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Understand Liskov Substitution Principle (LSP)

, 20 May 2013 CPOL 35.7K 35
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This Article will help you to make a clear understanding of LSP

Introduction 

Here I am going to discuss the Liskov’s Substitution Principle of SOLID . Now what does SOLID means ? SOLID is object oriented design principle , Where each letter has it own meaning

 
  • S-> Single responsibility
  • O-> Open Closed
  • L-> Liskov substitution 
  • I-> Interface segregation 
  • D-> Dependency inversion
 

According to Wikipedia the definition of SOLID is   

 

" SOLID are guidelines that can be applied while working on software to remove code smells by causing the programmer to refactor the software's source code until it is both legible and extensible.

Background

If you read my previous article it will be very helpful  for you to
understand SOLD .

 
  1. Understand Open Closed Principle and Dependecy Inversion .   
  2. Understand Single Responsibility and Interface Segregation  

Using the code 


Before start technical discussion i want to answer the below questions :

What is Liskov substitution principle ?   
Answer: "objects in a program should be replaceable with instances of their subtypes without altering the correctness of that program"   

Is my answer is tough to understand ?  Ok making it more easy

"it means that we must make sure that new derived classes are extending the base classes without changing their behavior"

Let's consider an example to make it better understand. If you read articles related Liskov principle one example  is very popular . Yes that is Rectangular and Square. Here i will show you the same but will try to explain each and every aspect clearly.  Before start technical discussion look at the below picture and answer the questions.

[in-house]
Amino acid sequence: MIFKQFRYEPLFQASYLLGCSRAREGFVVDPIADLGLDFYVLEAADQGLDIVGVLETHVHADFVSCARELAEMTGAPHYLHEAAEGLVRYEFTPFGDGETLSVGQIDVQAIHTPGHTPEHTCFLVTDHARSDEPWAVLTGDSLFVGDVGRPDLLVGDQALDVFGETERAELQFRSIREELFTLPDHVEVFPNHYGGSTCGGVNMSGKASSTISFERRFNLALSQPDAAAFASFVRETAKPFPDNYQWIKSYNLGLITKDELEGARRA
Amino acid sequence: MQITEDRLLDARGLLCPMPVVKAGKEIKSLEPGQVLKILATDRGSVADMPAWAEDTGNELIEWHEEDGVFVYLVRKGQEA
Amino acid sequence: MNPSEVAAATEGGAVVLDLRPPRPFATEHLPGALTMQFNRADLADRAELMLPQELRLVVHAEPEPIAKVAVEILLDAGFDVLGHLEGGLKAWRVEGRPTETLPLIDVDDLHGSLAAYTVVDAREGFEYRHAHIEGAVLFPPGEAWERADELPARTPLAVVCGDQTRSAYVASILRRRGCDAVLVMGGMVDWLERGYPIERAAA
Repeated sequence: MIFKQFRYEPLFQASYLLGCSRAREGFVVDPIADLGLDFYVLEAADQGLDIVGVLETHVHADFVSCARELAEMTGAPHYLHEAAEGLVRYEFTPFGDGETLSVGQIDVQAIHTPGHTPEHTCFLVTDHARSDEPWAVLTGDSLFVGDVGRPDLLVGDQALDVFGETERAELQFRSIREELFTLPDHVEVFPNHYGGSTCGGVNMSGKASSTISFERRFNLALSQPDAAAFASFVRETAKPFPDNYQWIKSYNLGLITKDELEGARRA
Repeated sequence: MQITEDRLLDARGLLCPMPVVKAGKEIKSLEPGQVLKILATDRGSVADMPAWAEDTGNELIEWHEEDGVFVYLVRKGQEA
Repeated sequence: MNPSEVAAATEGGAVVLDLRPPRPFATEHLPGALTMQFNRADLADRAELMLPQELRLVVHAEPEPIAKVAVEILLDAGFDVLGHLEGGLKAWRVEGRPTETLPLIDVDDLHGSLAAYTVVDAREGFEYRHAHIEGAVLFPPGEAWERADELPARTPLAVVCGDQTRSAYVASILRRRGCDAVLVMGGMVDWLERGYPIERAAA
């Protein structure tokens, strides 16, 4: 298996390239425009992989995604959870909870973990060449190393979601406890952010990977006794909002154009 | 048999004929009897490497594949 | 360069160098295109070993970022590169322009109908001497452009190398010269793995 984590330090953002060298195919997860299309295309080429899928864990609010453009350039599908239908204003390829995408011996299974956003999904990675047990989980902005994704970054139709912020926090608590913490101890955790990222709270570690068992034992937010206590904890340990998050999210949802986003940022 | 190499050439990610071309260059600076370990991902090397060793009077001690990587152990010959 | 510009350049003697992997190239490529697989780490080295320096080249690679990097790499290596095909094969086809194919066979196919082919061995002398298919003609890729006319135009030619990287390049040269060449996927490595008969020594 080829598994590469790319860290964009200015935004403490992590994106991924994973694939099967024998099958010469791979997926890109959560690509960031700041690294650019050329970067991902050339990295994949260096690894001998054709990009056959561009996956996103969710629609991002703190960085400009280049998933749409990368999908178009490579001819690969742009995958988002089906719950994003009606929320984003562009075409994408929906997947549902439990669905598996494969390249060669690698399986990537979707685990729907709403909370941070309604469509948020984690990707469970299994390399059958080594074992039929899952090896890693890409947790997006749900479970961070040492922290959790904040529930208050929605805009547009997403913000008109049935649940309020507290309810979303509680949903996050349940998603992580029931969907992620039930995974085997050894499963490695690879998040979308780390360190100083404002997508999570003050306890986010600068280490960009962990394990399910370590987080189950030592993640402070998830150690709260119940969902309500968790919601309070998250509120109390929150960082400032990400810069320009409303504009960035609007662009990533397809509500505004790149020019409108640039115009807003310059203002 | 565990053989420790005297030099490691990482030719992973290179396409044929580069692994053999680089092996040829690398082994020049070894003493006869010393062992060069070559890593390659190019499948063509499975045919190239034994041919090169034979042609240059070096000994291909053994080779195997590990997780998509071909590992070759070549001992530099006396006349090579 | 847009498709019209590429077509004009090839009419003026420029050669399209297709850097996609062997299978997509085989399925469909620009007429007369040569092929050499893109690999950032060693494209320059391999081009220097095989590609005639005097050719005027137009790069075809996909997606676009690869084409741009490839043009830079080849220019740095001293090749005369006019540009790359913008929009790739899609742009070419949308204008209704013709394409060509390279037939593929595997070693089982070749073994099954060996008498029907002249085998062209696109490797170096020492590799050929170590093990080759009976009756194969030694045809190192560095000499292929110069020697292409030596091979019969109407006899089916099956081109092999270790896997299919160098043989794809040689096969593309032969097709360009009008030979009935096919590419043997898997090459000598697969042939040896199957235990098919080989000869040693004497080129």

Fig : 1                                          

Question : Square is a Rectangle ?

Answer ; Yes

If you remember Inheritance then the word "Is a" relationship familiar to you . So if i convert this to code it looks like the following
public class Rectangle
{
    protected int _width;
    protected int _height;
    public int Width
    {
        get { return _width; }
    }
    public int Height
    {
        get { return _height; }
    }

    public virtual void SetWidth(int width)
    {
        _width = width;
    }    
    public virtual void SetHeight(int height)
    {
        _height = height;
    }
    public int getArea()
    {
        return _width * _height;
    }
}  

public class Square : Rectangle  // In an "is a" relationship, the derived class is clearly a
                                  //kind of the base class
{
    public override void SetWidth(int width)
    {
        _width = width;
        _height = width;
    }

    public override void SetHeight(int height)
    {
        _height = height;
        _width = height;
    }
}
So for every thing is ok .Now we will calculate the area of the Fig:1 Rectangle and Square.

public void AreaOfRectangle()
    {
        Rectangle r = RectangleFactory(); // Returns the rectangle type object
        r.SetWidth(7);
        r.SetHeight(3);
        r.getArea();
    }
So can you tell me the out put of the  r.getArea(); method . Yes very simple the expected output is

7 * 3=21 . Ok now run the program with the below RectangleFactory() method and see did we get our expected result or not ? 
public  Rectangle RectangleFactory()
    {
        return new Square();
    }
 One thing i want to mention about the  RectangleFactory() is that , this method is now exposed to you. But think as if you are getting the Rectangle object just by using a factory dll or from any service where you have no idea what type of rectangle object will be return.

Did you see the result? Yes its

This is the out put        

 9

So Whats wrong there ? Remember as i said earlier

"we must make sure that new derived classes are extending the base classes without changing their behavior"
if we say specifically 

"we must make sure that Square classes are extending the Rectangle without changing their behavior"

Is the above sentence correct according to our program?

No, the problem is

without changing their behavior

but we change the behavior of the base Rectangle class. Did you notice how ? No , Ok Lets see
public override void SetWidth(int width)
    {
        _width = width; 
        _height = width; //Change the behavior here by assigning the width to Rectangle _height
                         
    }

    public override void SetHeight(int height)
    {
        _height = height;